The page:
UBC Reports | Vol. 52 | No. 9 | Sep. 12, 2006
In the News
Highlights of UBC Media Coverage in August 2006
UBC-Led Team Uncovers Faintest Stars Ever
Scores of international media, including the British Broadcasting Corporation, United Press International, Canadian Press, National Post and Globe and Mail, reported on a discovery by a UBC-led team of astronomers of the dimmest stars ever seen in a globular star cluster, a feat expected to yield insights into the stars’ age, origin and evolution.
Globular clusters are concentrations of hundreds of thousands of stars. Using NASA’s Hubble telescope, the researchers focused on one of the closest clusters to Earth, known as NGC 6397. By calculating the mass of the faintest ancient stars, researchers can now work out the minimum mass needed for a star to survive.
“The light from these faint stars is so dim that it is equivalent to that produced by a birthday candle on the Moon, as seen from Earth,” said UBC’s Harvey Richer, lead researcher of the study.
UBC Expert Proposes Bold Shift in Fight Against AIDS
Dr. Julio Montaner, Director of the B.C. Centre for Excellence in HIV/AIDS and new president of the International AIDS Society, features prominently in international and national media coverage of August’s International AIDS Conference in Toronto.
In a special HIV/AIDS edition of the U.K.–based medical journal The Lancet, reported on by China’s People’s Daily Online, New Zealand’s Stuff, CTV, CBC, Globe and Mail, Maclean’s and Canadian Press, Montaner argues that treating everyone infected with HIV could dramatically reduce the number of new infections in the world, effectively creating a chemical quarantine around the virus that causes AIDS.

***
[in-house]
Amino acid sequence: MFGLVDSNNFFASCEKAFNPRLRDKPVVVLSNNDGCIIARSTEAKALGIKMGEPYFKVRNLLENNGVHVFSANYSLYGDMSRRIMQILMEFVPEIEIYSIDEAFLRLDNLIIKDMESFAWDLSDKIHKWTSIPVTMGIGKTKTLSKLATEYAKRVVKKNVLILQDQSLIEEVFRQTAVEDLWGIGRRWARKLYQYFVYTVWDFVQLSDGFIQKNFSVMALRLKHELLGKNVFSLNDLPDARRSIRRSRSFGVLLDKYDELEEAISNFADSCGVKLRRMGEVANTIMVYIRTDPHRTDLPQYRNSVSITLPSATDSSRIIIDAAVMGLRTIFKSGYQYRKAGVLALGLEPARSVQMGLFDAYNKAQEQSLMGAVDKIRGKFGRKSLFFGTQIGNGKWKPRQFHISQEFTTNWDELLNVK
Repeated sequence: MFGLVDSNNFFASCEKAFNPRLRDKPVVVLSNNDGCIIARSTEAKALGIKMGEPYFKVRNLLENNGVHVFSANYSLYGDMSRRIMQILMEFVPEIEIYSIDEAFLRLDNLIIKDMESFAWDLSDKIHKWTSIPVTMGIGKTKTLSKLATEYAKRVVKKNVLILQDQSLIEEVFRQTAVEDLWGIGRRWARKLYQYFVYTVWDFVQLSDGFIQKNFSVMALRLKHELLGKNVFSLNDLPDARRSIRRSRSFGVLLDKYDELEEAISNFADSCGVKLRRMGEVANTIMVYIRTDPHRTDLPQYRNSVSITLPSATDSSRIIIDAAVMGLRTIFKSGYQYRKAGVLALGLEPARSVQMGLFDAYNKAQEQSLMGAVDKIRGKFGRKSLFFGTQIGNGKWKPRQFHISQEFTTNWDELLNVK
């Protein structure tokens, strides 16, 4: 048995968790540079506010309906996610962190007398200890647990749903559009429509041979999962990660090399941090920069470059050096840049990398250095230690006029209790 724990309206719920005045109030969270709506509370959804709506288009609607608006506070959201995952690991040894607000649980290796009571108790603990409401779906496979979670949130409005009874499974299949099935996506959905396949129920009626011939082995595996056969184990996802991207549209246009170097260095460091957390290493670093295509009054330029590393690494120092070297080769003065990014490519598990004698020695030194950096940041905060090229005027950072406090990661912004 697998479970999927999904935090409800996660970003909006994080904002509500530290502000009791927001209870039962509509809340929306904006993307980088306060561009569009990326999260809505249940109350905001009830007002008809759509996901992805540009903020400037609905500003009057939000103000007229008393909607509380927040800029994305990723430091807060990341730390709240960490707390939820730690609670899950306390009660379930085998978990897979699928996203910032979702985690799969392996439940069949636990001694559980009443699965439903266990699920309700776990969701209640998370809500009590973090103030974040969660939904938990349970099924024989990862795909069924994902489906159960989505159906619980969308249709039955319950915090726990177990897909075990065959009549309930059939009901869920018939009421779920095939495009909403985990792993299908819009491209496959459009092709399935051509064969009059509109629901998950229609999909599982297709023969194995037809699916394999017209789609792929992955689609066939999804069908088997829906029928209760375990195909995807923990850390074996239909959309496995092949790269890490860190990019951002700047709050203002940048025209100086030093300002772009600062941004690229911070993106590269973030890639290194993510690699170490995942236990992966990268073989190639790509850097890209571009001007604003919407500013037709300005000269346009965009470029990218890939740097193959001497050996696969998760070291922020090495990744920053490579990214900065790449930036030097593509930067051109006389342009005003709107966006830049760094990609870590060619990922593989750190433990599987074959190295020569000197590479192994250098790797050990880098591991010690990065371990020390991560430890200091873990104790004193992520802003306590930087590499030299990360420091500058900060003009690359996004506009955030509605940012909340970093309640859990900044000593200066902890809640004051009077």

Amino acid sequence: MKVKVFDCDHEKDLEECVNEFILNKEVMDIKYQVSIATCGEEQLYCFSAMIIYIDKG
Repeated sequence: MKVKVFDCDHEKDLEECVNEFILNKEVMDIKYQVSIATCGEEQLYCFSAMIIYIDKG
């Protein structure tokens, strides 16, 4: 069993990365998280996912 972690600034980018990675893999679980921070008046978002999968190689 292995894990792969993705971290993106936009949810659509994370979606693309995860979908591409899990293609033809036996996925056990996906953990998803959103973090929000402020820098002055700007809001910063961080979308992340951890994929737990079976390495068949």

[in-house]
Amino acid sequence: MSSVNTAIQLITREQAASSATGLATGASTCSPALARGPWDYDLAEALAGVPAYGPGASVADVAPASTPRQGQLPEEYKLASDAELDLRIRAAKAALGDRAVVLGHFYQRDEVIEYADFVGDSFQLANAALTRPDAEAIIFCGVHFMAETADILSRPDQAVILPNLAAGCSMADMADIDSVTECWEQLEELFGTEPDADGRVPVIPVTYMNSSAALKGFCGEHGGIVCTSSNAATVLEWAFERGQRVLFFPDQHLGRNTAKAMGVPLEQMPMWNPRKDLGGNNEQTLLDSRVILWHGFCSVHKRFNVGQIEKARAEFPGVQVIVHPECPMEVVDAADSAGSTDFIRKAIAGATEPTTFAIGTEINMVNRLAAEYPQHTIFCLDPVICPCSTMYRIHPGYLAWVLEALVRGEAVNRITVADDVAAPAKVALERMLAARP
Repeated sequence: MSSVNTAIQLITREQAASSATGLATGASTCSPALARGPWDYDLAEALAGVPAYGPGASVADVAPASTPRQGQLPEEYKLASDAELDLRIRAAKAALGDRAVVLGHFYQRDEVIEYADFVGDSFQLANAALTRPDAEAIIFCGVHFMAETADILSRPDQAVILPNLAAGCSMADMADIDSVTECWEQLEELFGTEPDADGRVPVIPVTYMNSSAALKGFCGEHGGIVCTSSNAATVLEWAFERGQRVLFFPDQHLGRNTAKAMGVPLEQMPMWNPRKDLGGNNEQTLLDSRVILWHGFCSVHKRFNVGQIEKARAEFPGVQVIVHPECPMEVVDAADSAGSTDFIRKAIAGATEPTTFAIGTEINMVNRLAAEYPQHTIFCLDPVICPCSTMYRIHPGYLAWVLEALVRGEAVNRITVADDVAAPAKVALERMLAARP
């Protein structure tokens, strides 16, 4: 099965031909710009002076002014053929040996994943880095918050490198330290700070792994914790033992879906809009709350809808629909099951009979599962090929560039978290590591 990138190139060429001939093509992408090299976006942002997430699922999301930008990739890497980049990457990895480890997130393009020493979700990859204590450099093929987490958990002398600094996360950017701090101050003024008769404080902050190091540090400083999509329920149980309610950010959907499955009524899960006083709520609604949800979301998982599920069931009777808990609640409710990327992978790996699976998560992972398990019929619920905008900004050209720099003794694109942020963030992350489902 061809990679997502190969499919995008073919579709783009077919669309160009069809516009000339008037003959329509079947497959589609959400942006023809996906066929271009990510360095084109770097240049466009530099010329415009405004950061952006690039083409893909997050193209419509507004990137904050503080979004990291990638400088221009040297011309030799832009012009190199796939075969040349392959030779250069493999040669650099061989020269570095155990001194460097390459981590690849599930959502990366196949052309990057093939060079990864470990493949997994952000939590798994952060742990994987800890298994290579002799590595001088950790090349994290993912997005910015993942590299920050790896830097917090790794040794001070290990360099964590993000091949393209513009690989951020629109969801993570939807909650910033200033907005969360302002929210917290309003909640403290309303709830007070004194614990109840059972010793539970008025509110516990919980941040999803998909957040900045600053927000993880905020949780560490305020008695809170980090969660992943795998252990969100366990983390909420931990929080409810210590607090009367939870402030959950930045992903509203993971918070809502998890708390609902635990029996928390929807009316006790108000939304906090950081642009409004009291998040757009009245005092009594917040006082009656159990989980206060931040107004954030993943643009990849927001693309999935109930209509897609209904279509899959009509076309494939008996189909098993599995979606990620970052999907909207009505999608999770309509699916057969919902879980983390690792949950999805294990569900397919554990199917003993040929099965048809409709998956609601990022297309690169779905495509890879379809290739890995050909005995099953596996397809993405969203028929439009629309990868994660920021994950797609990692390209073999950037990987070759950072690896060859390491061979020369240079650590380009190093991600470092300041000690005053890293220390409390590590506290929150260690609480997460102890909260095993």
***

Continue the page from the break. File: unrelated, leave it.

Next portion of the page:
Quarter Century Club
A total of 46 UBC faculty members will be recognized at this year’s Quarter Century Club annual dinner on Oct. 4.
Established in 1996 by then President David Strangway, the Quarter Century Club recognizes full-time faculty members and librarians with 25 years of service. In addition to the Quarter Century Club inductees, this year’s dinner will also honour 14 faculty members and librarians who have worked at UBC for 35 years. In 2003, the club began recognizing these active members, known collectively as Tempus Fugit, or “time flies.”
For information: www.ceremonies.ubc.ca/qcc.